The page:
group show

15 JUNE – 27 JULY 2023

The gallery is pleased to present a summer group show including works by: Jess Allen, Michael Lombardo, Brittany Miller, Ernesto Renda, Ben Tong and Avery Wheless.

In a wide range of techniques and languages, all the paintings on display works like fragments of narratives. Similarly to the frame of a movie, the whole story can be imagined starting from there. Sometimes the clue that suggest the untold narrative is an interior scenography, sometimes a cloth or a shadow.

This is the case of Jess Allen, UK based artist. Her whole narrative is in absentia. The presence of figures is just suggested by their own shadows projected on domestic objects, such as couches or sofas. These shadows do not express though a sense of lack, but on the contrary they suggest a sense of intimancy to whom everyone can relate to, with engagement and no voyerism. In her recent interview published on Revue Eclipse, the artist better explain this concept as follow:

“Recently I discovered the Japanese term ‘Ma’, which is a term used to describe a very important part of their cultural aesthetic. In the essay ‘When Less is more: Japanese Concept of MA, Minimalism and Beyond’ ,Yukiko Kisaki describes Ma as ‘an emptiness full of possibilities, like a promise yet to be fulfilled’, and ‘the silence between the notes which make the music.’ Equally important in their architecture, space/ Ma, is significant as a place to pause. This concept is much more than a physical phenomena, but a philosophy of being, and a metaphor for existence.”

Also in the work of Brittany Miller, american painter based in NYC, the viewer has access to the intimancy of the subjects laying on sofas or beds. These are safe places, refuges from the world where no defences or masks are needed. In the painting “Any fool can get into an Ocean” for example, the artist is using a recurrent motiv referencing to medieval illuminated manuscripts that are telling the story of the End of the World in Revelations. The empty boat floating at night references a safe space, a savior, within the precarious and unknown ocean. The boat is the same idea as the way that she’s using the bed as a symbol of a womb/comforting and protective space. Building her paintings through a repetitive gestures of lines, those images appear like dreams themselves. The use of courtains in the background also suggest the idea of a stage in a theater, where a monologue or a piece is about to happen.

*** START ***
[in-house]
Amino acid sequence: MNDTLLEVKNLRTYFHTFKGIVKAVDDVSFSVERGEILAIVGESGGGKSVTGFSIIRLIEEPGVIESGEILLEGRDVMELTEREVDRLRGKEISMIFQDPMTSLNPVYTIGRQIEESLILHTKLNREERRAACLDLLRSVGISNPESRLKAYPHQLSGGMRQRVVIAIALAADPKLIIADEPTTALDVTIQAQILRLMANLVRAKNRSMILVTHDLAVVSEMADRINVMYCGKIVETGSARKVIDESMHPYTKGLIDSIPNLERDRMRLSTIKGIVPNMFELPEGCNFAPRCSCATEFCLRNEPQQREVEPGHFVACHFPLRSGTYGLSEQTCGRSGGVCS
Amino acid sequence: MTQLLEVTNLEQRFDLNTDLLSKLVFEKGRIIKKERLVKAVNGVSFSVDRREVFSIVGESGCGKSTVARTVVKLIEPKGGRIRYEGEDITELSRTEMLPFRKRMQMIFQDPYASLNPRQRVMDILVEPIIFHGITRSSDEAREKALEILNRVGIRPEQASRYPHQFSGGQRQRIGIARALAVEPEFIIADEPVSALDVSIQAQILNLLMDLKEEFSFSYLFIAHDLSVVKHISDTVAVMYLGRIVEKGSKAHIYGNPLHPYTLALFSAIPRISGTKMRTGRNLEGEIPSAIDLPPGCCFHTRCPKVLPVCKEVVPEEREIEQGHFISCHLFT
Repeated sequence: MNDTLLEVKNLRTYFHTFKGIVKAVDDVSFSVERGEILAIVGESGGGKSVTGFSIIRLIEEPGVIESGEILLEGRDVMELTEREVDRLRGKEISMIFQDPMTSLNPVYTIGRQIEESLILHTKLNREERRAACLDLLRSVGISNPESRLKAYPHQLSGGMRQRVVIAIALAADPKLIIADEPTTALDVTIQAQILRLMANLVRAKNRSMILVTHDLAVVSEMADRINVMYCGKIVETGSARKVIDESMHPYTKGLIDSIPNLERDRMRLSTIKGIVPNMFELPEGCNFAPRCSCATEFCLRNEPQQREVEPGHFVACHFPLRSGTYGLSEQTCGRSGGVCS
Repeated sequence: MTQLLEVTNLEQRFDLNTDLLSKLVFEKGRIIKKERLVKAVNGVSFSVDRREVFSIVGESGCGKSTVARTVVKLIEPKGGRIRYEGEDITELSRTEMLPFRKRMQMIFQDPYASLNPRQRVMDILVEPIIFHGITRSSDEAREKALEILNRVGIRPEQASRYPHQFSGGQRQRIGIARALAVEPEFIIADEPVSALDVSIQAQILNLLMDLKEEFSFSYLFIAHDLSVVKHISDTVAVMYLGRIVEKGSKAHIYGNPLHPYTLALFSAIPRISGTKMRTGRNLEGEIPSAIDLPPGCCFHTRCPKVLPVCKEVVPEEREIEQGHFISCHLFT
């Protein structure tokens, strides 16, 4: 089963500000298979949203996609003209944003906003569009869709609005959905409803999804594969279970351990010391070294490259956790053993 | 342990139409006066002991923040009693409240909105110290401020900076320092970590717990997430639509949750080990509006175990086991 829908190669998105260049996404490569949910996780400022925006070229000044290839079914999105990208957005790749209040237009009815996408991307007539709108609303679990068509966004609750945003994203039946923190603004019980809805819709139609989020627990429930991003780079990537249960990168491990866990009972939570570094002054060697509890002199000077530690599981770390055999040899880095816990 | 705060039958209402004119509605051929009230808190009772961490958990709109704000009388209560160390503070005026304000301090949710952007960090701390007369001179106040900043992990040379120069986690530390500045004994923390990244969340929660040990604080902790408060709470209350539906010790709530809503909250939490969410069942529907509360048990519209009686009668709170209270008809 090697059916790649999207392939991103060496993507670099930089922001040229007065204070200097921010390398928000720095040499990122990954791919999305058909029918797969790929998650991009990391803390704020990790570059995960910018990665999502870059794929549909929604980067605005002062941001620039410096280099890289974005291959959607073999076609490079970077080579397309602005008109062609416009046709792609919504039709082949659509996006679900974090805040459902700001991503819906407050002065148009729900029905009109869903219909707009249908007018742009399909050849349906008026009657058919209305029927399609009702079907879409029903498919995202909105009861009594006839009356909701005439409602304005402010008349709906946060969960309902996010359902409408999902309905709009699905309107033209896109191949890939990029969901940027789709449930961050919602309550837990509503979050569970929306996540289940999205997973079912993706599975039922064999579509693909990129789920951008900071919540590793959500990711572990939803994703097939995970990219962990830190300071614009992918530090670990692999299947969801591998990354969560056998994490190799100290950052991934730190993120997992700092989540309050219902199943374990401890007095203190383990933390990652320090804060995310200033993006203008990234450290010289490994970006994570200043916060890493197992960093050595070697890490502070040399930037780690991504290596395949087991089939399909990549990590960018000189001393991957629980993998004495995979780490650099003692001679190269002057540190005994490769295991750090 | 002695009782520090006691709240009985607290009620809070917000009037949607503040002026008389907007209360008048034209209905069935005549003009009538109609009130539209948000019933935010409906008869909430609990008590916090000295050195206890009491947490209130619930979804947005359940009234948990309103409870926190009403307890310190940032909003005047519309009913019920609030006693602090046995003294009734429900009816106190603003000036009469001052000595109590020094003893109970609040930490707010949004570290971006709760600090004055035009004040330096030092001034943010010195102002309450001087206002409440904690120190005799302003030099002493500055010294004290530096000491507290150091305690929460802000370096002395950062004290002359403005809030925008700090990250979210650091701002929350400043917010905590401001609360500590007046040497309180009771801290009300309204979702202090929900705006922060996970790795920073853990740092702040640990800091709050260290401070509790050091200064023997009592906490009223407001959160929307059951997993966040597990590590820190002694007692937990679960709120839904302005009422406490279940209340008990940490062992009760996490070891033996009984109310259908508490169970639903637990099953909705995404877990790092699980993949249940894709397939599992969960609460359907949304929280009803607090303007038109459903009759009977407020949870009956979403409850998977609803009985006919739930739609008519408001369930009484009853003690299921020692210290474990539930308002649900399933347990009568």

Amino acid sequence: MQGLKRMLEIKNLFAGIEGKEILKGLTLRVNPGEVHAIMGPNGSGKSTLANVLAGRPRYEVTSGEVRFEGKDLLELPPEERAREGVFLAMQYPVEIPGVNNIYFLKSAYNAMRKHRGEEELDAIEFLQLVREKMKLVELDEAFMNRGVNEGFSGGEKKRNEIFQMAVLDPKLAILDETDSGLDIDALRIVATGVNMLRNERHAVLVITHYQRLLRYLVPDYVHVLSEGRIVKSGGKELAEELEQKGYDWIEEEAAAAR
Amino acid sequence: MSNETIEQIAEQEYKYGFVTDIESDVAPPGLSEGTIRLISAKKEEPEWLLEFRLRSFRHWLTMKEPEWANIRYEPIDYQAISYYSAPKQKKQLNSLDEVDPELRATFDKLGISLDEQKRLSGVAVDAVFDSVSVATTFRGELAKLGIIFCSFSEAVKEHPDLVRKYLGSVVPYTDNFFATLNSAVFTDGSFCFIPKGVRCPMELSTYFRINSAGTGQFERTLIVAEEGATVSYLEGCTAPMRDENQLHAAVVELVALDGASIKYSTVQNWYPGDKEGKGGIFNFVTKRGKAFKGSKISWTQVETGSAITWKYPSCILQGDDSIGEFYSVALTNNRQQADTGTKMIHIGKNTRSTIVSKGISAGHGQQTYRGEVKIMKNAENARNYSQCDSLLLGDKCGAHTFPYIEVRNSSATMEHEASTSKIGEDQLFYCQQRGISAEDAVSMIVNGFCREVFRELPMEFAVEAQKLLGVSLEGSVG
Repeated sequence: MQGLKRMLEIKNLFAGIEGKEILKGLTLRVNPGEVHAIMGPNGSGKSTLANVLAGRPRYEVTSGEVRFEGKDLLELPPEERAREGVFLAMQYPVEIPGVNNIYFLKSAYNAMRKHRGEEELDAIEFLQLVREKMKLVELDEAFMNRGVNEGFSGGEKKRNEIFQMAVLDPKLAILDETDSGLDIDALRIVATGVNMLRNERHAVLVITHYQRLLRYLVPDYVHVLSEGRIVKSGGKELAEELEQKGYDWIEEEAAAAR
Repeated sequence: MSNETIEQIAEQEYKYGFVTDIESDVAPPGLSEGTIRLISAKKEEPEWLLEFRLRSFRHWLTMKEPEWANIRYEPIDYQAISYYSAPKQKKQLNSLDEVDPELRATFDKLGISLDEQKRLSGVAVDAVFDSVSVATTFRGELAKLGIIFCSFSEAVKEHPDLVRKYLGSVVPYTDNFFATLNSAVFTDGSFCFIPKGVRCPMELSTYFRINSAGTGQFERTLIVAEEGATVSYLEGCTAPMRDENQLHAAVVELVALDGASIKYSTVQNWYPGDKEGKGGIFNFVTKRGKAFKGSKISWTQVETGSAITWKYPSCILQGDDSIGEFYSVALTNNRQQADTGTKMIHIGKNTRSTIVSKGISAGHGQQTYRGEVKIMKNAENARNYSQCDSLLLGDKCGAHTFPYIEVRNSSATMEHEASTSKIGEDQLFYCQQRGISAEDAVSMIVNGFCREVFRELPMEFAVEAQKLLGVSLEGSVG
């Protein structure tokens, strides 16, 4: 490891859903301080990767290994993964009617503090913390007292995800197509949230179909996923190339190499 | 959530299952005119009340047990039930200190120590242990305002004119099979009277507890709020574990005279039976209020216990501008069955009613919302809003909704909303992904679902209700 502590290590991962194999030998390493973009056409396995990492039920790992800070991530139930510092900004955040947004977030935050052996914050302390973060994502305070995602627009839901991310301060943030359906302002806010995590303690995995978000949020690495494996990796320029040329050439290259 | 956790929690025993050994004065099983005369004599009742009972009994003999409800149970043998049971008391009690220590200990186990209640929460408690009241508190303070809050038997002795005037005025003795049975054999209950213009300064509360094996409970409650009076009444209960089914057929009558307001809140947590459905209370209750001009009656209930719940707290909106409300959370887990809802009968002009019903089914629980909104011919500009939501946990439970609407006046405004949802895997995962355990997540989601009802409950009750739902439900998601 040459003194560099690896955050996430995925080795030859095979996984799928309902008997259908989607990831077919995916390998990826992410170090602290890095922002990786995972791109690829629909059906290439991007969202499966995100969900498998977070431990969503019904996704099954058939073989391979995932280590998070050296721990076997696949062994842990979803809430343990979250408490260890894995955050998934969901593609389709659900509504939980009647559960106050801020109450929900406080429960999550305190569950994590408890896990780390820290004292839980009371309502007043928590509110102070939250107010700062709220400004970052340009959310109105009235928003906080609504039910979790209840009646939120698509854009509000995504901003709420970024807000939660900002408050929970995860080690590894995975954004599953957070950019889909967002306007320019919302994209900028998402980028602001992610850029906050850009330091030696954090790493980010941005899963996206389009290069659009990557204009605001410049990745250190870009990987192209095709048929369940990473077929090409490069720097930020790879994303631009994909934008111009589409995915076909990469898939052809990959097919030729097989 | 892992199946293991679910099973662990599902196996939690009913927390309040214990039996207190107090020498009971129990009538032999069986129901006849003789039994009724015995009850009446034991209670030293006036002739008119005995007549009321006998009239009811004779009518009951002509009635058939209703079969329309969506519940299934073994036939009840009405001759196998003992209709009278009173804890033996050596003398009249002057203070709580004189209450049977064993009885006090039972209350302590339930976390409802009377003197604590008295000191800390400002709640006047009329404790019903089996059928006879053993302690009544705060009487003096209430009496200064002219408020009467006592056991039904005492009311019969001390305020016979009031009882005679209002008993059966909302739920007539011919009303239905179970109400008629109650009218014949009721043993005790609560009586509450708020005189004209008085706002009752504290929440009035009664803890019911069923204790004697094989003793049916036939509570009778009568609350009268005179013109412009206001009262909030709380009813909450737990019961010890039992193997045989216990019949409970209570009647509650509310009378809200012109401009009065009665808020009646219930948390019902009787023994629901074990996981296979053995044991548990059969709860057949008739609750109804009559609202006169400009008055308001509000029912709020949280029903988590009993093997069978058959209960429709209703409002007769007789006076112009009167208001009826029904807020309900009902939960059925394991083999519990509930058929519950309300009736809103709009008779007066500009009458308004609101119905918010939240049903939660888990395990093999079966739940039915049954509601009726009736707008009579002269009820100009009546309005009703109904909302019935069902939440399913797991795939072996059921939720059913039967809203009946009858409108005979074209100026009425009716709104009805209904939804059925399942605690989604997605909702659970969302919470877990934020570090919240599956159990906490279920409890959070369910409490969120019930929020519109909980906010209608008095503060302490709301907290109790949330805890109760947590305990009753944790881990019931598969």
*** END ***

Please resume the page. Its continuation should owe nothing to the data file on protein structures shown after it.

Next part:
Michael Lombardo’s untold stories start instead from objects and clothes that he finds and collects. Being a LA based artist and studio assistant of Ed Ruscha, Michael has a strong photographic approach in his paintings – building up his compositions from real objects and representing them like instant polaroids. “Shirt with Citrus” takes inspiration indeed from a shirt belonged to the artist’s grandfather, that he photographed together with a Citrus – immediately bringing us to a family atmosphere. “Satin shirt with Rose Rock” takes inspiration instead from a found country shirt paired with a Rose Rock collected in the desert of Oklahoma where he grew up. The artist offers us all the clues we need to build up a new story. Interestingly, Lombardo spends time working up his surfaces, adding in unconventional materials like collected wood scraps from building his strainers from red oak that ina way charge the finished paintings with a sense of time and place. Lombardo adds these materials to almost act as an obstacle to finish a picture. Distorting the imagery to add a sense of dissonance and distance, like the way a memory can become unclear over time.